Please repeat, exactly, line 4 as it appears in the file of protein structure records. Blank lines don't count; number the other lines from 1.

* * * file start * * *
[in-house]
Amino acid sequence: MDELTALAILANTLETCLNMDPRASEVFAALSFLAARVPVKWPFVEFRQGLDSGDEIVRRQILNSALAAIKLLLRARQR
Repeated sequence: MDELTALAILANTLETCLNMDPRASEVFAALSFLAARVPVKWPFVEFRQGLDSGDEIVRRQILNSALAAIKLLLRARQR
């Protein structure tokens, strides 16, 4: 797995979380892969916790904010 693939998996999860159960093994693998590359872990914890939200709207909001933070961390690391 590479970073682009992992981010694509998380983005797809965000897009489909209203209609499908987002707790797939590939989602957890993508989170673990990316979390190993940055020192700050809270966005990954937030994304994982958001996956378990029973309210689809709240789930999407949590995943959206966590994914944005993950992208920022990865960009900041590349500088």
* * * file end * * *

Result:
């Protein structure tokens, strides 16, 4: 797995979380892969916790904010 693939998996999860159960093994693998590359872990914890939200709207909001933070961390690391 590479970073682009992992981010694509998380983005797809965000897009489909209203209609499908987002707790797939590939989602957890993508989170673990990316979390190993940055020192700050809270966005990954937030994304994982958001996956378990029973309210689809709240789930999407949590995943959206966590994914944005993950992208920022990865960009900041590349500088």